How are cholangiocarcinoma classified?

Updated: Apr 13, 2018
  • Author: Mahesh Kumar Neelala Anand, MBBS, DNB, FRCR; Chief Editor: John Karani, MBBS, FRCR  more...
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The tumors are classified as extrahepatic tumors (87-92%) or intrahepatic tumors (8-13%). [7]

Extrahepatic tumors are divided into proximal, middle, and distal ductal tumors. Tumors located at the confluence of the right and left hepatic ducts with the proximal common hepatic duct are called Klatskin tumors.

Intrahepatic tumors arise from the small ducts and are often diffuse and multicentric; satellite nodules occur in about 65% of patients.

Solitary well-demarcated tumors are difficult to differentiate from primary hepatocellular carcinomas (HCCs). [8] The diffuse sclerosing or scirrhous types are densely fibrotic and have annular long strictures. Compared with other tumors, they are less cellular and have relatively few well-differentiated carcinoma cells in a dense connective tissue stroma. They are generally confined to the proximal ducts.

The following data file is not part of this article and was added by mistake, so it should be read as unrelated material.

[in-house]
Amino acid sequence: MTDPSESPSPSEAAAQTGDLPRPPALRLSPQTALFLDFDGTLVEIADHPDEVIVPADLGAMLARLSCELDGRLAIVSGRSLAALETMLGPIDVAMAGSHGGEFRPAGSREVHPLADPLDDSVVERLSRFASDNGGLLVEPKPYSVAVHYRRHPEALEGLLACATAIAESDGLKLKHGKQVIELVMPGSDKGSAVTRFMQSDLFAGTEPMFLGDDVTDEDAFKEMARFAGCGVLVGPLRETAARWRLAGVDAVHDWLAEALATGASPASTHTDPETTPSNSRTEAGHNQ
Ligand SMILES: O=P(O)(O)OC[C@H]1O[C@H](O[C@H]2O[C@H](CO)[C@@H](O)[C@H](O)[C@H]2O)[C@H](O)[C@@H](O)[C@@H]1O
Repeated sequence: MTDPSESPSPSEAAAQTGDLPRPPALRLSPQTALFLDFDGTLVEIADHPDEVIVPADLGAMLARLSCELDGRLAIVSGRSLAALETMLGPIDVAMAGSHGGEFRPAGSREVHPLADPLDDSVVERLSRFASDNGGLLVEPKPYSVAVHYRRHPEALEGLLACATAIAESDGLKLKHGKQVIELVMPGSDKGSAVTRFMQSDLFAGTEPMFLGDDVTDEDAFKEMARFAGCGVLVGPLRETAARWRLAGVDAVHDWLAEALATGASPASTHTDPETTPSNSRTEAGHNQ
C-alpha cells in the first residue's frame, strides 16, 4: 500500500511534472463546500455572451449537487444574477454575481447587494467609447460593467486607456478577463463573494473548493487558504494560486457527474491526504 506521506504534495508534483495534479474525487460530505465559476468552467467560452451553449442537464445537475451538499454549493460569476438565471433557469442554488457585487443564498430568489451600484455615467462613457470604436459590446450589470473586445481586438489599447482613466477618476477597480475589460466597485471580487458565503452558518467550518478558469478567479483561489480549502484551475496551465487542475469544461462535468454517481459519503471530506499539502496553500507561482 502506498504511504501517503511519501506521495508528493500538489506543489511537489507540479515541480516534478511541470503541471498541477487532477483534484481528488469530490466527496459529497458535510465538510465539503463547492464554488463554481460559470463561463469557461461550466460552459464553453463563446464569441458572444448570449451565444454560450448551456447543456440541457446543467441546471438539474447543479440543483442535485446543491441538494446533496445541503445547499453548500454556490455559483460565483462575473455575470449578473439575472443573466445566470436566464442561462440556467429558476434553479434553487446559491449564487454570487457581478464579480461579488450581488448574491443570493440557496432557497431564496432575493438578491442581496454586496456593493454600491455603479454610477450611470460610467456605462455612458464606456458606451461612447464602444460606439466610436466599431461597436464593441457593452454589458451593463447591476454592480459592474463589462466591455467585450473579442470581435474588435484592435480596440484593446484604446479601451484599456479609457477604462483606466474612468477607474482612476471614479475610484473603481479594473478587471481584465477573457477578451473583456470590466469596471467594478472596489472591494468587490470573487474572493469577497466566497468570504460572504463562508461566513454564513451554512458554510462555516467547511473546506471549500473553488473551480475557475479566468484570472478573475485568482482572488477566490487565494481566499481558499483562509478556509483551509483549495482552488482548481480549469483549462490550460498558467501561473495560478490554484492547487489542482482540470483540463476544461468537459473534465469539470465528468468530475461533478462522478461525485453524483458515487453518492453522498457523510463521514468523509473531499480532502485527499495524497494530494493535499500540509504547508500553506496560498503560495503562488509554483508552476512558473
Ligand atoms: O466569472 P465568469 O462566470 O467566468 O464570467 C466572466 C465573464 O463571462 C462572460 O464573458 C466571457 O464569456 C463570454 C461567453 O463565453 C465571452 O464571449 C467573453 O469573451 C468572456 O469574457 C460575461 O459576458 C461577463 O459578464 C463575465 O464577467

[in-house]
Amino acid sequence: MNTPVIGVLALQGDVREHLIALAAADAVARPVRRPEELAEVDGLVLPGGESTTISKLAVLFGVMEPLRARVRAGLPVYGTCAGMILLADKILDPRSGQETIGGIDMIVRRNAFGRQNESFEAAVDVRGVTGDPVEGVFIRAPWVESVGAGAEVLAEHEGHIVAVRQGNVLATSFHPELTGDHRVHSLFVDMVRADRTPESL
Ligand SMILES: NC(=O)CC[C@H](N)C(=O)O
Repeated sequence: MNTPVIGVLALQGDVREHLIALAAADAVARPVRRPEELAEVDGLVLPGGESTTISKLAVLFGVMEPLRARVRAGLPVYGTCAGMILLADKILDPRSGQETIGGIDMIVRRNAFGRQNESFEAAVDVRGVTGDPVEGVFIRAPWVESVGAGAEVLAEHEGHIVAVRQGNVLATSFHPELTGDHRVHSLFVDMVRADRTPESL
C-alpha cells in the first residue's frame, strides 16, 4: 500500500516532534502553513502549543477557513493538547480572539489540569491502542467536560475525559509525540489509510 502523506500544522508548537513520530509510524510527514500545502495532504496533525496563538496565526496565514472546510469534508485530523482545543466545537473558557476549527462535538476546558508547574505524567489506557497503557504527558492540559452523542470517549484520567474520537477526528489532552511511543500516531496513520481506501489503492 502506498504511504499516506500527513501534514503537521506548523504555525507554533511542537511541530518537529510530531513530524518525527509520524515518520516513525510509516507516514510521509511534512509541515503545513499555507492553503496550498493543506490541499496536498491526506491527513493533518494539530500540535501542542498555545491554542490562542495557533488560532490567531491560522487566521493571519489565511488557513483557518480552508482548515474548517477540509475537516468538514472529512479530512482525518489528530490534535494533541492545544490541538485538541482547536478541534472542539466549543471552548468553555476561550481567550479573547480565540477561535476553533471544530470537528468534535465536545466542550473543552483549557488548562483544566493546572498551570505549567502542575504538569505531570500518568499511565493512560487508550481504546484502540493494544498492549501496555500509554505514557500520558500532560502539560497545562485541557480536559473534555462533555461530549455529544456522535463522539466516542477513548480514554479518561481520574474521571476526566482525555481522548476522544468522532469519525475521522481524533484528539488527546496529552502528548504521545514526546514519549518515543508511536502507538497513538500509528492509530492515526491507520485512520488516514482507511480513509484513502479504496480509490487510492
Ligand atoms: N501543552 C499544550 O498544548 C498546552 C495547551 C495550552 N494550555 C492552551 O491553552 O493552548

The nodular variety is also called the papillary type. The tumors are nodular on the intraluminal and extraluminal surfaces, and they form irregular strictures. They are most common in the distal duct and in the periampullary region.

The papillary tumors are friable and vascular and tend to bleed easily, causing hemobilia.

Intrahepatic tumors have a special predilection for perineural spread. Hematogenous spread to the liver, peritoneum, or lung is extremely rare.

Lymphatic spread is common and occurs in the cystic and common bile duct (CBD) nodes in about 32% of extrahepatic tumors and 15% of intrahepatic tumors.

Extrahepatic tumors also spread to the celiac nodes in about 16% of cases and to the peripancreatic and superior mesenteric nodes. Infiltration of adjacent liver occurs in 23% of cases, and peritoneal seeding occurs in 9%.

See the image below.

Bismuth classification for perihilar cholangiocarc Bismuth classification for perihilar cholangiocarcinoma. Shaded areas represent tumor location.

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